Bolivia Travel

Potosí, Bolivia – Life in the Mines

December 28, 2015

Potosí is a famous mining town that dates back to the 16th century.  There have been hundreds of books, features and news articles about Potosi and its famous Cerro Rico or “Rich Mountain” because of its importance to the city’s economy, its poor working conditions and its fate in the upcoming years.  The mountain once housed the largest silver bed in the world, but after nearly 480 years of being mined, Cerro Rico is now almost completely depleted of minerals.  Even so, the mountain continues to be mined today by 15,000 miners and is still a large contributor to Potosi’s economy. 

I took a mine tour through Cerro Rico to have a peak into life inside the mines.  Milton, our tour guide and ex-miner, said experts project the mountain will only be able to be mined for 7 more years before its minerals are completely exploited.  That’s assuming the mountain doesn’t collapse and sink in first from it’s countless holes and tunnels.  He told us to imagine the mountain as a block of swiss cheese ridden with chinks.  Milton didn’t give us a clear answer how Potosí plans to stimulate it’s economy after the mines are fully depleted.  


Before we entered the mine. Me and the Aussie Boys.

The life expectancy of a miner is between 40-45 years old due to the inhalation of dust and long-term exposure to silica.  Many miners don’t even make it to 40 years if an accident takes them first – crashes and collisions of mining carts, explosion mishaps, falling rocks, fights with mine robbers…. Milton said 14 miners still die each month in the “mountain that eats men.”

It’s grueling work.  It’s extremely dangerous.  It’s a dark and nightmarish lifestyle, but it’s also an unquestioned lifestyle dictated by fate and tradition.  If your dad worked and died in the mines, you naturally work and die in the mines.  There aren’t too many options in Potosi.  For many families, if this line of work isn’t a responsibility, it’s simply a fact of life.  

Many teens start to work when they are 15 or 16 years old.  Miners work for upwards of 11 hours a day in complete darkness, only broken by the light of the their headlamps.  They push carts weighing between 1-2 tons in and out of the mines.  Sometimes they have to push a minimum of 16 or 17 carts a day depending on the Mining Cooperative they work for.  If they aren’t pushing carts, they are shoveling and carrying rocks, drilling or exploding dynamite.  

They don’t eat in the mines.  Miners chew coca leaves to cut their appetites and boost their energy.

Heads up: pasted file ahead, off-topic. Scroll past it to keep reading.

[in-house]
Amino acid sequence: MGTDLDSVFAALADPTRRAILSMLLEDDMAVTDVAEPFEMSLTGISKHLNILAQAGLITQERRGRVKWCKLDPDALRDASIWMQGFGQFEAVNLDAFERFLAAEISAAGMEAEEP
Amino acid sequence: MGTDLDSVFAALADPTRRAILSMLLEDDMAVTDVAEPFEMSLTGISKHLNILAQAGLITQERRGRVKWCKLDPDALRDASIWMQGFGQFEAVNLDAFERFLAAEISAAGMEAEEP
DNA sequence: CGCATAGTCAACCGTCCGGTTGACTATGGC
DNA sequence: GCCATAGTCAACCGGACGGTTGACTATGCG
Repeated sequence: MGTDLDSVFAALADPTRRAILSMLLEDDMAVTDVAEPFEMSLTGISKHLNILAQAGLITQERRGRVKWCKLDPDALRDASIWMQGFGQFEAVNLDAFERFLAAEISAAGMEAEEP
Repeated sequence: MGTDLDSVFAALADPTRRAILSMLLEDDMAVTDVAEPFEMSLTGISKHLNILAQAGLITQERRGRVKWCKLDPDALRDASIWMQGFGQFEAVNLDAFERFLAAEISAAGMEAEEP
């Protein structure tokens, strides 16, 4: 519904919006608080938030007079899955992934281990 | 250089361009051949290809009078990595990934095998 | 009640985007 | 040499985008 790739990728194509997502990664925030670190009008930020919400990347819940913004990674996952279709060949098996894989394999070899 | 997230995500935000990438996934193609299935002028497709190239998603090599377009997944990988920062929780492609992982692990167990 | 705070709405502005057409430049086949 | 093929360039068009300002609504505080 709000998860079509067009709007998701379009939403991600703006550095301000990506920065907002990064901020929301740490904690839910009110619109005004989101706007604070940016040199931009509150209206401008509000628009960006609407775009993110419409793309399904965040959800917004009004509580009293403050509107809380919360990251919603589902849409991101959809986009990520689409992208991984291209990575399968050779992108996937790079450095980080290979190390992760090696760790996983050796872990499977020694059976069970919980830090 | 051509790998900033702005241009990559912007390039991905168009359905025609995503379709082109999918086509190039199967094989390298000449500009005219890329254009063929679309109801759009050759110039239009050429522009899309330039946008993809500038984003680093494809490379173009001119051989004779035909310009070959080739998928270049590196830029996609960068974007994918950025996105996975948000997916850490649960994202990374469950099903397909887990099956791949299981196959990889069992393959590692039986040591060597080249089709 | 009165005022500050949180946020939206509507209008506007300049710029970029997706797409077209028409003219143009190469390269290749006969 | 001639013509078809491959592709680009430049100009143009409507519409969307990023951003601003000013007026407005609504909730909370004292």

Milton brought us to a devil statue known as El Tio in Cerro Rico.  Miners have created many devil statues over the years.  By leaving offerings like alcohol, coca leaves and cigarettes, they believe these statues will offer them protection and prosperity.  The fact that El Tio has a huge erection is not a twisted joke.  According to Milton, the mountain is female because it’s mother earth and the erection is meant to impregnate the mother earth so she can produce more minerals.

The famous El Tio

The famous El Tio

Before the tour, we went to the miner’s market to buy the miners presents.  The most wanted and appreciated presents are bags of coca leaves, dynamite, liters of soda and water and cheap bottles of 96% alcohol.  We bought multiples of all these things to gift to the workers.

Holding dynamite for the first time

Holding dynamite for the first time

The mine tour was one of the wildest, saddest, darkest things I have ever done in my life.  If you read mine tour reviews online or in guidebooks like Lonely Planet, they explicitly say the safety standards are sub-par and you’re going in at your own risk.  You have to sign a liability waiver as these are real working mines – it’s a very authentic, but dangerous tour.  You have to duck through long tunnels, jump to the side or even run when miners speed through with carts… At one point, we climbed 30 meters up through a black, dank passageway with rocks falling beneath our feet.  It’s physically demanding and exhausting as is, but it’s even more challenging due to extremely high altitude (over 4,000 meters above sea-level).  I definitely was breathless throughout the several hour tour.  


The mineral purification plant


View of the city of Potosi


Pushing 2 tons of rocks

Us in our gear before entering th emines

Us in our gear before entering the mines

This is a video I took of the miners right before they blew up the dynamite.  One guy was elected to tie rope around his body and be dropped down by his peers.  After he placed the dynamite, he had 3 minutes to be lifted up out of the 15 meter hole before the explosion…


Sitting between Father and Son – workers in the mines.


Miners breaking for their coca lunch

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